4) Although I recognize arguments for both Cyclers and Non-Cyclers, my prescribing sides more with the Cyclers. Before prescribing a cycling regimen, though, a woman needs to be OK with the likelihood of menstruating beyond normal menopausal age. If you give bio-identical estrogen in the first half of the cycle, followed by progesterone in the second half, a woman will build up a uterine lining (assuming she has a uterus). When the progesterone is stopped at the end of the cycle, bleeding will occur. All doctors using bio-identical replacement therapy agree that taking some bio-identical hormones is healthier than not, even when given in a low-dose static way. I agree, however, with the Cyclers who argue that a static dose of hormones tends to “clog” the receptors, inhibiting them from regenerating.
5) Although I have seen no evidence, either in practice or in the literature, that bio-identical hormone replacement promotes cancer or any other disease, I have seen evidence that giving too much of either estradiol or progesterone can create toxicity. Thus, I do not want to say that bio-identical hormone replacement is without risks. It is important to tune in to how you feel when you start taking bio-identical hormones. If you do not feel better, you either need to change the regimen or stop them. When bio-identical hormone replacement works, this is reflected both in measurements (e.g. the Digimeridian I use) and in how you feel.

The above is a brief summary of an evolving field. Use it as general guidelines, asking questions to find answers that suit your individual needs and outlook. Trust that, for those in the know, there are profound interventions that can make the menopausal years healthy and joyful.

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Ayurvedic Medicine

Saturday, June 2nd, 2007

How is the modern American to make sense of the many alternative medicines? In many situations it may not seem to matter. You are not feeling well; you find a doctor of Chinese medicine; or you find a doctor of Ayurvedic medicine; you get better. What else matters? The only problem is everyone is not better. Until then, we must try to understand how to choose.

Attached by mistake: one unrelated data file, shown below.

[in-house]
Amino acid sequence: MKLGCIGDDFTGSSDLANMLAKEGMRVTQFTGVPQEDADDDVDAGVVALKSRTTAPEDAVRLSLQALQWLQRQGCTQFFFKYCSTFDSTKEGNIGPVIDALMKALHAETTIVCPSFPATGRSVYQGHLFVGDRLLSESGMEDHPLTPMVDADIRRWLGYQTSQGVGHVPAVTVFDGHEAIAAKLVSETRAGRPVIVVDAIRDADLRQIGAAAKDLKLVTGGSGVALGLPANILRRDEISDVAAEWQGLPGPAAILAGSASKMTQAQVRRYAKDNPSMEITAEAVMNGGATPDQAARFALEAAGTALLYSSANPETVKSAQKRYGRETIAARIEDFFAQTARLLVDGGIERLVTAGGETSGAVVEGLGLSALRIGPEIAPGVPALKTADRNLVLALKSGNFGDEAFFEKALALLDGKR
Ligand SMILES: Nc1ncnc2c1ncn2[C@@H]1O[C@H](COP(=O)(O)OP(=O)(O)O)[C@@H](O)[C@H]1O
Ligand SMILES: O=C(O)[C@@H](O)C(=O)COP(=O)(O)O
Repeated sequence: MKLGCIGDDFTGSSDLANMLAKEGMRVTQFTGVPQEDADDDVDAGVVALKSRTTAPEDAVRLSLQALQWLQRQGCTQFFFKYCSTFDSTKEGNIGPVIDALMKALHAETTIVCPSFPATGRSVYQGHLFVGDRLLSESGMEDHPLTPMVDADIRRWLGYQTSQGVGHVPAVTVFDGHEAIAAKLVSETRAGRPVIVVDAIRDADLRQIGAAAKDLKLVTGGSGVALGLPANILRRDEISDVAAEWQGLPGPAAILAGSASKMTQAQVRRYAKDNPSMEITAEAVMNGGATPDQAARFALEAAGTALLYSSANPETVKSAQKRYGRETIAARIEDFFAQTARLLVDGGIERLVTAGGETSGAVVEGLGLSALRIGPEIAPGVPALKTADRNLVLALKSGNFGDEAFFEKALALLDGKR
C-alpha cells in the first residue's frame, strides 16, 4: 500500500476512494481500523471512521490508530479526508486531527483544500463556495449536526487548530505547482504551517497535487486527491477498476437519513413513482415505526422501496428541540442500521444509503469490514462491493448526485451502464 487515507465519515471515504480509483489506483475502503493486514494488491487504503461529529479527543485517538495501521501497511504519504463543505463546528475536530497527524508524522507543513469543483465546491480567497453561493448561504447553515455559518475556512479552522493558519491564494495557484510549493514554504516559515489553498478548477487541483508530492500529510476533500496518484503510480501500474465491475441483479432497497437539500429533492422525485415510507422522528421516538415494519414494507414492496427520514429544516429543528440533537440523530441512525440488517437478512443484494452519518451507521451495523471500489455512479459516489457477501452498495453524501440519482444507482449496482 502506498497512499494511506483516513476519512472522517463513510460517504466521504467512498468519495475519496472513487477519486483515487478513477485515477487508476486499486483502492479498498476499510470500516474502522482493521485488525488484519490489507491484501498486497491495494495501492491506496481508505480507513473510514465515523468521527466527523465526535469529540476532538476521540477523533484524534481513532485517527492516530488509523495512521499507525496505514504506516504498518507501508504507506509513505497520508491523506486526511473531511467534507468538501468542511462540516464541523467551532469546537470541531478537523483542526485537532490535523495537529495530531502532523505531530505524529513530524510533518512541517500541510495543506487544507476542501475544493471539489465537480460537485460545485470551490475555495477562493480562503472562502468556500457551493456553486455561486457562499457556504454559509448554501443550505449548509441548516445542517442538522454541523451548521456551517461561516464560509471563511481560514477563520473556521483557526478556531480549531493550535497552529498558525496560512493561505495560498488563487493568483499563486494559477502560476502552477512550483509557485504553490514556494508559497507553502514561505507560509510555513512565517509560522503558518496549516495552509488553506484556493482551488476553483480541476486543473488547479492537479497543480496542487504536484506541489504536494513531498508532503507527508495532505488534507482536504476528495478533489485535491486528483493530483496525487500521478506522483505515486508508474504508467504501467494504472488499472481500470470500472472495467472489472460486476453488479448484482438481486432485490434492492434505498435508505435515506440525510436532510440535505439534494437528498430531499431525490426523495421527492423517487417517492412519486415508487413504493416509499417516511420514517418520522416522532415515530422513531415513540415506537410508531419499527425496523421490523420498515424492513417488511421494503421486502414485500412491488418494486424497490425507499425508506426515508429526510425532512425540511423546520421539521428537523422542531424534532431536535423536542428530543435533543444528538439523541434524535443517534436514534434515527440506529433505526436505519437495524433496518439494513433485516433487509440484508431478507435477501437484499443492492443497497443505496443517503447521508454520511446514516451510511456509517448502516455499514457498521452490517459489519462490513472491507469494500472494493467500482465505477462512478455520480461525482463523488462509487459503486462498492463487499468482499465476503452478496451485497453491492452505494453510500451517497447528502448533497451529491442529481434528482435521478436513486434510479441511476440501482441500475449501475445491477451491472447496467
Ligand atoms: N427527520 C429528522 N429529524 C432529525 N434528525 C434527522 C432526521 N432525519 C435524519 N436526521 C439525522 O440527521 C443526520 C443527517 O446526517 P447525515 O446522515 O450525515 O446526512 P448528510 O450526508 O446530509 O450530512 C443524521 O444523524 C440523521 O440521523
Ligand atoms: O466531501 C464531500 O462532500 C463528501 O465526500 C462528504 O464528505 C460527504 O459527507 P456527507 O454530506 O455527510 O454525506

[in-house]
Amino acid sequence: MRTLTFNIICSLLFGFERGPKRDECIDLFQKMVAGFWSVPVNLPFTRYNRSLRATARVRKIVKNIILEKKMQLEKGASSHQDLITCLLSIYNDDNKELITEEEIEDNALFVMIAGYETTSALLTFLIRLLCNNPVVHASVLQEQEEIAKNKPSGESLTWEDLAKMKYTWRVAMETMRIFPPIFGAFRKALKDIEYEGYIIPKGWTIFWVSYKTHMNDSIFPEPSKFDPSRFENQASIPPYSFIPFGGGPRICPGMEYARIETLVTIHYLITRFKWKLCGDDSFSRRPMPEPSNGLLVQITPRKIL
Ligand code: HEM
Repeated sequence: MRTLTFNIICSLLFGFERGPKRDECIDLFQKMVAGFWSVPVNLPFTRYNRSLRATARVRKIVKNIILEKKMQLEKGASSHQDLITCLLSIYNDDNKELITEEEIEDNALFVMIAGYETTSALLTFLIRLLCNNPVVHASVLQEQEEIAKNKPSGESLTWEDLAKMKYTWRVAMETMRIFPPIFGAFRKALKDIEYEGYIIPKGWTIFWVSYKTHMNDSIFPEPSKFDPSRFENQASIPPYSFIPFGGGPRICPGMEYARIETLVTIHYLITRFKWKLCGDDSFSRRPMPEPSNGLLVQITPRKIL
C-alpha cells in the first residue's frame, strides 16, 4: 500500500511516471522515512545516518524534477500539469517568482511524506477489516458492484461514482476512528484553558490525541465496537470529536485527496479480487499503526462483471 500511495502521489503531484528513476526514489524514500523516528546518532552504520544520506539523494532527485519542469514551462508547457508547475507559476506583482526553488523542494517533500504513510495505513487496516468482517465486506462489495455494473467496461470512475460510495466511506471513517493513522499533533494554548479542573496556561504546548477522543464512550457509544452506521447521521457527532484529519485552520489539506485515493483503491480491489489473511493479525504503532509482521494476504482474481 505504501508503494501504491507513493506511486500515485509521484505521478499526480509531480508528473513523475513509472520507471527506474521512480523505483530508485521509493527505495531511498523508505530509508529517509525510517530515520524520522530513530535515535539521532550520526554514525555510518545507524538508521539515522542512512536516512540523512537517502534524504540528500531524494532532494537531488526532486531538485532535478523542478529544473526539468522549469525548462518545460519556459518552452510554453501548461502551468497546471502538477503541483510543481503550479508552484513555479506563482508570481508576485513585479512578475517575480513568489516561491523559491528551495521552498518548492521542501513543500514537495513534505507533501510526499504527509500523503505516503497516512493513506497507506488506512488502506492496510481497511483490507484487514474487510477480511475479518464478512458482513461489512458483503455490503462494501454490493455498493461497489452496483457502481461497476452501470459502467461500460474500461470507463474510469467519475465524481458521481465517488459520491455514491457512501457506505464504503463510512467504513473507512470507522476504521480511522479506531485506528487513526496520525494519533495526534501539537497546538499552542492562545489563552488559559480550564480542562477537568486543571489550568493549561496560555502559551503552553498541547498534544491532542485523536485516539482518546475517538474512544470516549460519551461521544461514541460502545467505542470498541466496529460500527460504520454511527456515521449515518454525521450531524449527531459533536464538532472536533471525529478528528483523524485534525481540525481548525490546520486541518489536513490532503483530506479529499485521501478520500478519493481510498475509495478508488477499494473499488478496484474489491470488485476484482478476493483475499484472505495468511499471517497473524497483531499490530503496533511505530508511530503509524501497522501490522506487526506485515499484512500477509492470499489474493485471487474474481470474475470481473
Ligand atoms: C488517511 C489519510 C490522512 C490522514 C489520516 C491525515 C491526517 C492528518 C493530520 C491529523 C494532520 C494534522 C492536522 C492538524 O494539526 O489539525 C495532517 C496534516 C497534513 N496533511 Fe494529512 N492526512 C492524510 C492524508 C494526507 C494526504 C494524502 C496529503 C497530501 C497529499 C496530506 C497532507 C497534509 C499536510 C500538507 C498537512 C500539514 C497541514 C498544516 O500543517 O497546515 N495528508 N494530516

The traditional medicine of India, Ayurvedic medicine, is not nearly as prominent as Chinese medicine in this country. Acupuncturists are common now. Ayurvedic doctors are harder to find, and our understanding of Ayurveda is more limited. Nevertheless, on a personal level, I have gradually drifted from an interest in the Taoist traditions of China to the spiritual traditions of India over the past 10 years. I find the spiritual traditions of India to be subtle, complex, and easy to misunderstand at first exposure. Westerners tend to get a taste of it through yoga, but this is the tip of the iceberg. The relationship of the individual to the cosmos is an entirely different one in the Ayurvedic tradition. In my current understanding, jyotish the complex astrology of India, forms a dominant, perhaps the dominant, underpinning of the entire Ayurvedic tradition. In India, how one fits into the cosmic order is what is important to understand. The western mind tends to come at it the opposite way: how can I get the cosmos to revolve around me?

Thus, Ayurvedic medicine, like that of the Chinese, is a cosmic medicine, concerned with keeping the body and mind in energetic balance both within itself and the universe (what I call a 3rd level intention, see categories on right). Yet, the language and understanding of energetic balance in Ayurveda is quite different from the Chinese. The Chinese primarily understand energetic balance in the human being in terms of the 12 energetic (acupuncture) meridians, intricately mapped out. In ancient India, balance concerned the three doshas: vata, pitta, and kapha.

These three categorizations roughly relate to the three body types: ectomorph, mesomorph, and endomorph. People who have dominant vata tend to be thin (ectomorphic), dry, and there is an emphasis on the nervous system, i.e, there is a lot of anxious mental energy. In the terminology of the ancients, vata is made up of the elements of air and ether (ether was the ancient’s idea of empty space). Pitta people tend to have a large boned, muscled (mesomorphic) frame. They are hot, action-oriented types, and in more ways than one, need ways of cooling down. This relates to the element of fire. with a bit of water thrown in for some steam. Kapha is heavy, cool, and slow, corresponding to the round, endomorphic frame, which tends to easily put on weight. There is a pulling downward. The corresponding elements are of earth and water. Kapha people can suffer from inertia. Once comfortable, on the couch, at their job, in whatever way, change can be difficult.